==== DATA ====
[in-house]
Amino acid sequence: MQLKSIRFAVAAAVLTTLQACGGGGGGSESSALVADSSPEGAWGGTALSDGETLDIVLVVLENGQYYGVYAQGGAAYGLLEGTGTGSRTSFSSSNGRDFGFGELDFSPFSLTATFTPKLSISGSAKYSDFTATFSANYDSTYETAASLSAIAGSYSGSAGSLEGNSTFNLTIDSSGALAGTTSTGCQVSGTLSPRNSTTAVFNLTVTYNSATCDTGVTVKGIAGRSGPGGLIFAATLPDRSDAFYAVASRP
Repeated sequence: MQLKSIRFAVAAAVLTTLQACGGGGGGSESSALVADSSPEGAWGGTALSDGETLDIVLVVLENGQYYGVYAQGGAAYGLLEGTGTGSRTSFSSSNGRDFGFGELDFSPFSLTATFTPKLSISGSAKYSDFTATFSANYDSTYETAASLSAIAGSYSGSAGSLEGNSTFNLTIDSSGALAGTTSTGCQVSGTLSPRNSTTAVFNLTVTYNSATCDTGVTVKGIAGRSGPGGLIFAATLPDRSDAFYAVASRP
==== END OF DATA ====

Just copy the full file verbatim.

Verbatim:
[in-house]
Amino acid sequence: MQLKSIRFAVAAAVLTTLQACGGGGGGSESSALVADSSPEGAWGGTALSDGETLDIVLVVLENGQYYGVYAQGGAAYGLLEGTGTGSRTSFSSSNGRDFGFGELDFSPFSLTATFTPKLSISGSAKYSDFTATFSANYDSTYETAASLSAIAGSYSGSAGSLEGNSTFNLTIDSSGALAGTTSTGCQVSGTLSPRNSTTAVFNLTVTYNSATCDTGVTVKGIAGRSGPGGLIFAATLPDRSDAFYAVASRP
Repeated sequence: MQLKSIRFAVAAAVLTTLQACGGGGGGSESSALVADSSPEGAWGGTALSDGETLDIVLVVLENGQYYGVYAQGGAAYGLLEGTGTGSRTSFSSSNGRDFGFGELDFSPFSLTATFTPKLSISGSAKYSDFTATFSANYDSTYETAASLSAIAGSYSGSAGSLEGNSTFNLTIDSSGALAGTTSTGCQVSGTLSPRNSTTAVFNLTVTYNSATCDTGVTVKGIAGRSGPGGLIFAATLPDRSDAFYAVASRP